The next strategy is to link nighttime hours with sleep. Avoid napping during the day or early evening. If you cannot avoid taking a nap, do it in the early afternoon at the same time each day for about 30-45 minutes. Try to be consistent. Aim for a consistent bedtime, but lie down only when sleepy.
If you are not sleepy do not get into bed; go to another room and do something that is not stimulating. Nighttime activities and the bedroom must be as non-stimulating as possible. Do not try to work, pay bills or make a “to do list” for tomorrow, don’t clean, don’t organize, don’t start projects. Essentially you want to do something that is as useless as possible. Finally, get out of bed at the same time each morning. The recurrent theme is consistency.
Mental activity also prevents us from falling asleep. Other brain areas can override sleeping so don’t set up competition. One of the most common types of mental activation is worrying, which can feel like racing thoughts, and can lead to emotions such as anxiety, irritation, anger and hopelessness; this makes sleep difficult. Sometimes the worrying can take the form of worrying about not sleeping. Common things that we say to ourselves about not sleeping are: “I really need my sleep,” “I won’t be able to function tomorrow morning,” “I’m going to be really worn out tomorrow,” and “Will I ever sleep like I used to?” These thoughts will not help you get to sleep but rather create the same set of emotions as other worries. It is important to develop a strategy for dealing with Nighttime worries. Fast, stop-gap techniques generally involve a form of distraction and relaxation. You may be able to teach yourself the technique of “thought stopping.” The first part of “thought stopping” is to have an awareness which often begins with a question, “What am I thinking about right now?” followed by the question, “Am I worrying?” Once this awareness is achieved you must remind yourself that this is not the time to worry and then remind yourself that you are not going to think about this at this time. This usually must be done repetitively until the thought is stopped. Another method that can be used to stop mental activity is a breathing technique, such as a simple slow diaphragmatic breath. These types of breaths make your abdomen rise as you inhale rather than being only in your chest. Do this for just a couple of minutes. It helps create relaxation. Simple imagery of a relaxing happy scene or place can also change your mental activation from racing thoughts to a relaxed place. Before your bedtime, take a few minutes to create a few of these relaxing images and write them down on an index card to keep next to your bed. They can be of a vacation spot, a childhood home, a fantasy or a dream location. Refer to your cards at night as needed to help derail and retrain your mind to a calm place that is less upsetting and activating.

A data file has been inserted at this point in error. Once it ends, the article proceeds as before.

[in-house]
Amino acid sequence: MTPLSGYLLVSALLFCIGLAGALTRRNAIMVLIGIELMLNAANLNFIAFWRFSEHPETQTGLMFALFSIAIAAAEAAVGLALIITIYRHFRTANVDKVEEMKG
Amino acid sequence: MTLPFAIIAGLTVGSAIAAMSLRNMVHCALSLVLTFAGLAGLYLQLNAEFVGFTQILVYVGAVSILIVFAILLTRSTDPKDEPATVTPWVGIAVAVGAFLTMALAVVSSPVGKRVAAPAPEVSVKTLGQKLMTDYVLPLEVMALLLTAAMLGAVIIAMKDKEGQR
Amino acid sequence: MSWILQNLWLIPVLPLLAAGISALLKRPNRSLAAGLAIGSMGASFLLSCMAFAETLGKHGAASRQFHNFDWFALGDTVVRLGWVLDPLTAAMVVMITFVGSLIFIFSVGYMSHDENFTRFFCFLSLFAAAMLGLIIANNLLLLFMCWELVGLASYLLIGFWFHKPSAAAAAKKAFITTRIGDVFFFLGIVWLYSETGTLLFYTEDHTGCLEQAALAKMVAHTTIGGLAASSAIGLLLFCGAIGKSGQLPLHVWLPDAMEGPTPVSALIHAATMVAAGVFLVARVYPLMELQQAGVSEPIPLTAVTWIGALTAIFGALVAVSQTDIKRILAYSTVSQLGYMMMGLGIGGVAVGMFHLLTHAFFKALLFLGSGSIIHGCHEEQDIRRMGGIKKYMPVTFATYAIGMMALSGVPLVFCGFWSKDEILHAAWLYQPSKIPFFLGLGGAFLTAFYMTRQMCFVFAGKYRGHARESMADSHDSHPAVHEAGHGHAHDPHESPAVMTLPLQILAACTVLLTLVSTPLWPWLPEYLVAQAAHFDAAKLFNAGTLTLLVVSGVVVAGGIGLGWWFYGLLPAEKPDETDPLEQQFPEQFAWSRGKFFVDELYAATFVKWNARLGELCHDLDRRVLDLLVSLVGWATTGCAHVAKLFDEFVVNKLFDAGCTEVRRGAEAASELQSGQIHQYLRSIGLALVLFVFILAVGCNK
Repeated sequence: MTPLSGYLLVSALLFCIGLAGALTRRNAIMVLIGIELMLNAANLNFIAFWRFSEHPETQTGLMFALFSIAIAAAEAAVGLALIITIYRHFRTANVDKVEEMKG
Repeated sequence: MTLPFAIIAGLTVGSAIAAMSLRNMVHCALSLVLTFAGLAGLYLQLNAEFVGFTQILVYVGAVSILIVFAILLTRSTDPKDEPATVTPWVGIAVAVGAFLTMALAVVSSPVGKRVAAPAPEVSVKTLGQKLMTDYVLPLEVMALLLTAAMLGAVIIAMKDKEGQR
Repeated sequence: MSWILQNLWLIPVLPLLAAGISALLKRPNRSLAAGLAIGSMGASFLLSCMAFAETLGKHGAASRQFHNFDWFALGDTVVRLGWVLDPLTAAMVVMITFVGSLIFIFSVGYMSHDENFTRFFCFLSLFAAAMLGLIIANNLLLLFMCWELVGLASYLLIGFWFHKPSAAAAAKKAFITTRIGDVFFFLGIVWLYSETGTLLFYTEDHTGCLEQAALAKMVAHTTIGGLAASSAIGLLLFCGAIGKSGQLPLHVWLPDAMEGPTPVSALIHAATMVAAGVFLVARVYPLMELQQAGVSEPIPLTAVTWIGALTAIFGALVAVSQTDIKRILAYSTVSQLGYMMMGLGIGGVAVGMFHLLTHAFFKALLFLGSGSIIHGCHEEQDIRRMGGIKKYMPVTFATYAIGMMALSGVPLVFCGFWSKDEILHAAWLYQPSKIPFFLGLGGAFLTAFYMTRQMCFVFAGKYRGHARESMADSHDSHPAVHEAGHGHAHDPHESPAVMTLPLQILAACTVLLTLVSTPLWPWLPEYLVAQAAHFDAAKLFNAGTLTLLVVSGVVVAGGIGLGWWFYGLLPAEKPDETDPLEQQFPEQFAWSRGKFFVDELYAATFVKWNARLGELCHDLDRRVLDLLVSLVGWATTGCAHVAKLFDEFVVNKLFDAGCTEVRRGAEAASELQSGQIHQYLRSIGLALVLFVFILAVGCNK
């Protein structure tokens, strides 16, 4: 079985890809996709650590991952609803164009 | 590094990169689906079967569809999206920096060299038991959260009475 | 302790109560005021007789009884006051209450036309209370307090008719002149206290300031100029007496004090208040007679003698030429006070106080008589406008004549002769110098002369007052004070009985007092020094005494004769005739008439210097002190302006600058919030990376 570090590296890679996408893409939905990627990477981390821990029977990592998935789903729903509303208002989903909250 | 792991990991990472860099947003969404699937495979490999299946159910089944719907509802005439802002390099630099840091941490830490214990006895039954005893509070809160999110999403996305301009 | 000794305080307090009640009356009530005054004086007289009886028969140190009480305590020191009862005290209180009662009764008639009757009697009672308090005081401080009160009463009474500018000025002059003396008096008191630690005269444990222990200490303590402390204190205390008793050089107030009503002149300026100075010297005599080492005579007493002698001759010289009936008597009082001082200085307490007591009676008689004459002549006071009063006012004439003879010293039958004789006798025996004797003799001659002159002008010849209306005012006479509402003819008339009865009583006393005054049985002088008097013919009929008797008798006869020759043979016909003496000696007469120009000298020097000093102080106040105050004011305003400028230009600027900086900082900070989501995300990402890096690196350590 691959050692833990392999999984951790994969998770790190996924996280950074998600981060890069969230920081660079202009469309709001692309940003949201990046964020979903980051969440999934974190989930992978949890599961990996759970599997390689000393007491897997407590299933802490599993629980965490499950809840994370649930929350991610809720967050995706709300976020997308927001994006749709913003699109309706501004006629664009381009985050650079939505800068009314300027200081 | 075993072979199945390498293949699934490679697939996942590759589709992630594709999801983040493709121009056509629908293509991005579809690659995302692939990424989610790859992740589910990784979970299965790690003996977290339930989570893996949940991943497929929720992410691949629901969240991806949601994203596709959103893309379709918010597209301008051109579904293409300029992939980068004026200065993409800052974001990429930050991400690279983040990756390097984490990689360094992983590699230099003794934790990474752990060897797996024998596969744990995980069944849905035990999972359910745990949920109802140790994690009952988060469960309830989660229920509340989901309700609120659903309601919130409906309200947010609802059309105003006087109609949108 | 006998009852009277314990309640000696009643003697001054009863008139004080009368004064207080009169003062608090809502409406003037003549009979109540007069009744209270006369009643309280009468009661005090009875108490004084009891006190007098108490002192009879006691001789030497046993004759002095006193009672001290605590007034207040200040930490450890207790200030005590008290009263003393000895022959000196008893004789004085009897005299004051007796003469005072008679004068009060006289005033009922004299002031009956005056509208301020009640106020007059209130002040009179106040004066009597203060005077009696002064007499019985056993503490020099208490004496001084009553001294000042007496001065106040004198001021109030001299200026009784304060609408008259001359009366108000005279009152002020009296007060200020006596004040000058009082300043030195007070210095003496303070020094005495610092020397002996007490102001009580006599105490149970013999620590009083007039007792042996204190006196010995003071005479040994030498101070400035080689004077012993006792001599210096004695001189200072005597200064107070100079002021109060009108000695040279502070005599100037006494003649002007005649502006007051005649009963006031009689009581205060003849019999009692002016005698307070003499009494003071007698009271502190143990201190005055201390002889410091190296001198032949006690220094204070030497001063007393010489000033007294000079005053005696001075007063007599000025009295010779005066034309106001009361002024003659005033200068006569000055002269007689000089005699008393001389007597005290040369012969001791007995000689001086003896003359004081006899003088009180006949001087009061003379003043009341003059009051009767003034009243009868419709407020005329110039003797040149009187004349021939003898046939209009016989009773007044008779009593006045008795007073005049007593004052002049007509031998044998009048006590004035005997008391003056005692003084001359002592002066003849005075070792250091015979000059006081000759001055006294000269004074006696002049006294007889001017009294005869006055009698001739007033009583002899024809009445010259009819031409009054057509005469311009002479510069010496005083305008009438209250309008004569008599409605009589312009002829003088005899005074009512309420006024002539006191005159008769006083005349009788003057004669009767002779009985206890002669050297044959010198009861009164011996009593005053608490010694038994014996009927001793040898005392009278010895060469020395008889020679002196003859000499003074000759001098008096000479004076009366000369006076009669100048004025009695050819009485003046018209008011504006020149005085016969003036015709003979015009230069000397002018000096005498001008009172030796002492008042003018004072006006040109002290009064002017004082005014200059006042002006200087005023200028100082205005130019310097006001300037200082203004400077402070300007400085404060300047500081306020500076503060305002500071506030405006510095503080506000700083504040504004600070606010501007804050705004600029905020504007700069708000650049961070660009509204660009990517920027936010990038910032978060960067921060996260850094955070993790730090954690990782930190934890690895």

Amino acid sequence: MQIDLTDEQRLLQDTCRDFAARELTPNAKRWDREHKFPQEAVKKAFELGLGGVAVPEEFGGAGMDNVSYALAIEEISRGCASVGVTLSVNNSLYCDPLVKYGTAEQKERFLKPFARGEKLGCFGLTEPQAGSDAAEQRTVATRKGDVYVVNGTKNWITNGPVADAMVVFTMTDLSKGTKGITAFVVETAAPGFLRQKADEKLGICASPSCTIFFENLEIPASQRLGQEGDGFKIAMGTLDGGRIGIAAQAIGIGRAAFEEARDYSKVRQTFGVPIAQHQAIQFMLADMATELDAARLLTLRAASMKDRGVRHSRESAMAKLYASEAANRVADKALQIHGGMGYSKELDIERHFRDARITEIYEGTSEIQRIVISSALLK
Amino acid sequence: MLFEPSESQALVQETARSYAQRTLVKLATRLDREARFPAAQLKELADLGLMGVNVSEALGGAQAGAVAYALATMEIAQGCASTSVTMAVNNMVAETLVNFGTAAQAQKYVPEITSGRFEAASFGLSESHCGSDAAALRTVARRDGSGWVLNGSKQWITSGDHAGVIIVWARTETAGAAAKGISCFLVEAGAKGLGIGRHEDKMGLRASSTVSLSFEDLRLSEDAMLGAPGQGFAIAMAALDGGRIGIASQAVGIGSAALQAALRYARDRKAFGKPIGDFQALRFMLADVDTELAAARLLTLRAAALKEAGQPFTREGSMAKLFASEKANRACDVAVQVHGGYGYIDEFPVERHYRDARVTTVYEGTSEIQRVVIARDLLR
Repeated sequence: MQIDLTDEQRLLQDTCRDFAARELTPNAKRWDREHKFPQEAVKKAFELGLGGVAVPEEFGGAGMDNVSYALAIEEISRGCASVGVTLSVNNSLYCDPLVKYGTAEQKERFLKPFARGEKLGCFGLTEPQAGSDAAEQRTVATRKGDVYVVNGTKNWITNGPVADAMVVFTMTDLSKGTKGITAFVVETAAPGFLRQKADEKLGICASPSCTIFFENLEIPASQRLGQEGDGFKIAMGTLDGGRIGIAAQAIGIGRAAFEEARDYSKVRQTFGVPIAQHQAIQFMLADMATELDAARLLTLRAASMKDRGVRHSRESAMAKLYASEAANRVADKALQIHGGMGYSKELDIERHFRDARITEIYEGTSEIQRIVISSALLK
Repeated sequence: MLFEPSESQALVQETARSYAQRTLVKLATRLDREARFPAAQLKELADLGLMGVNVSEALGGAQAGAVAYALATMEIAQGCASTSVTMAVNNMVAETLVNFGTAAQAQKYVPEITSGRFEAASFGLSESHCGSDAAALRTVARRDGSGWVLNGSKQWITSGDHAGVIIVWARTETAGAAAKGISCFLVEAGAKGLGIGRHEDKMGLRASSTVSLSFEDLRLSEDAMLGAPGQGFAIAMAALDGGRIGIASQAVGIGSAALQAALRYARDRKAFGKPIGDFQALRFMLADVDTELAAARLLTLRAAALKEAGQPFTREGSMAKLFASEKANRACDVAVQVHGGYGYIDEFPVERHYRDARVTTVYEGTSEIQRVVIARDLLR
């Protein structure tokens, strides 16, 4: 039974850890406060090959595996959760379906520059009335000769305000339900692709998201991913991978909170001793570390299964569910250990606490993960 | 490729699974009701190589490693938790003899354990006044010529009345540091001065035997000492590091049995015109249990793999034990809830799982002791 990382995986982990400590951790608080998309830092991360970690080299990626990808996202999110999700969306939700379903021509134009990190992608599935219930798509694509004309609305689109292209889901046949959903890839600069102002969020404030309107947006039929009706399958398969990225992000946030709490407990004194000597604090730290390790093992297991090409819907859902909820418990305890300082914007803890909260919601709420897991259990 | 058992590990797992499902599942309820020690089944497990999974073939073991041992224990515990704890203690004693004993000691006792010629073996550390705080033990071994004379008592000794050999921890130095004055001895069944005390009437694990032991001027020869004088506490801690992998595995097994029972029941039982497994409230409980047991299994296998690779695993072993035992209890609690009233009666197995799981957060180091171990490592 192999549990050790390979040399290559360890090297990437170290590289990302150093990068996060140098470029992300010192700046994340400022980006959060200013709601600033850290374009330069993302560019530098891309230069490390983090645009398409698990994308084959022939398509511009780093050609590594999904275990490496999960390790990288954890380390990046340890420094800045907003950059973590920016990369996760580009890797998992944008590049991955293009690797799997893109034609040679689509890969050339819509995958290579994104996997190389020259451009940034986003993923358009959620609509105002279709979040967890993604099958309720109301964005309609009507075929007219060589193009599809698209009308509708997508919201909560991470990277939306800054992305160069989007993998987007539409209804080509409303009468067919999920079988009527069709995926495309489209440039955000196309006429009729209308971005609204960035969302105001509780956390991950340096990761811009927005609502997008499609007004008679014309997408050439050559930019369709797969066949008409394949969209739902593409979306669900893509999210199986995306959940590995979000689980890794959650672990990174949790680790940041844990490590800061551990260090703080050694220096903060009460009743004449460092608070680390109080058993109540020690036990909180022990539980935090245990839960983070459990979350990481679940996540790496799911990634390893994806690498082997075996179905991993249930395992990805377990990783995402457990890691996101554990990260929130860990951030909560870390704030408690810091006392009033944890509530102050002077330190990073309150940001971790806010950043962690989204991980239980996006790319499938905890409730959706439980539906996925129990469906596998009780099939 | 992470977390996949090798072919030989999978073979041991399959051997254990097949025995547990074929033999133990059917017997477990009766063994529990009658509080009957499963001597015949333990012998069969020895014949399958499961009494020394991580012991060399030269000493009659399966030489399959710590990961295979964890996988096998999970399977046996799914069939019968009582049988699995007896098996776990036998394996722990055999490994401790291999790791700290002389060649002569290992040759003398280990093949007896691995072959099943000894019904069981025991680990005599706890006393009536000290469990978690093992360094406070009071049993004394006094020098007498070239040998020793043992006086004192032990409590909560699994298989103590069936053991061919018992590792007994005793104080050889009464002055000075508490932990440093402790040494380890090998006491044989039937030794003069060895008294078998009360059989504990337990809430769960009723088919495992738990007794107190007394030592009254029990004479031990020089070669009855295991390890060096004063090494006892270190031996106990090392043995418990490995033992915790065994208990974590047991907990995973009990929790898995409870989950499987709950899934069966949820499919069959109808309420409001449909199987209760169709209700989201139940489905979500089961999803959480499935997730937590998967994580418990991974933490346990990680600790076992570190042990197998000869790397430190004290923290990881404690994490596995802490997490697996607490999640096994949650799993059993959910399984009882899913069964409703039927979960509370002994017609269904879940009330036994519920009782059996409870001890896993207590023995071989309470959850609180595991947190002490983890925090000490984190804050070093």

Resources for Sleep
While these suggestions may be enough for some people to retrain their sleep, some of you may need the help of a qualified therapist or other clinician. Some additional resources that may be helpful are:
UCLA Sleep Disorders Center - 310 206-8005
Remember, sleep is not willed, we cannot make it occur. We can only clear our external and internal environment to encourage sleep to occur. I hope these behavioral techniques provide some tools to do this.
Editor’s Note: Depression can play a major role in sleep difficulties and treatments for depression can include both therapeutic interventions involving cognitive behavior therapy as well as anti-depressant medications.
The Simms/Mann -- UCLA Center for Integrative Oncology offers a variety of programs that may be helpful to individuals who are trying to assess and treat their sleep difficulties such as:
Evaluation of medications by a psychiatrist to determine if they are useful for sleep or if there are better ones, including evaluating depression. This is a new program that began June, 2008. After seeing a clinician such as our oncology social workers or health psychologists you may receive a referral to a psychiatrist housed in the Center. (This program is covered by many insurance companies).
Qi Gong has similarities to Tai Chi and consists of exercises that help people counteract the effects of stress, anxiety and anger. The breathing exercises can help people calm down and restore their energy. This group is offered every Wednesday from 10am-12pm.
Meditation: Inner healing uses a variety of techniques to learn the relaxation response and promote inner peace and well being. Breathing techniques and guided imagery are taught during this group program.
Mind/Body Approaches to Coping with Cancer is a workshop that teaches both relaxation techniques and some of the cognitive behavioral strategies discussed in this lecture to reframe how one talks to oneself, and thus, how one feels.
Educational session with an Integrative Medicine physician to facilitate health and wellness and can assist in identifying strategies that may help to promote sleep and well-being (fee for service).
For information or appointments call 310 794-6644.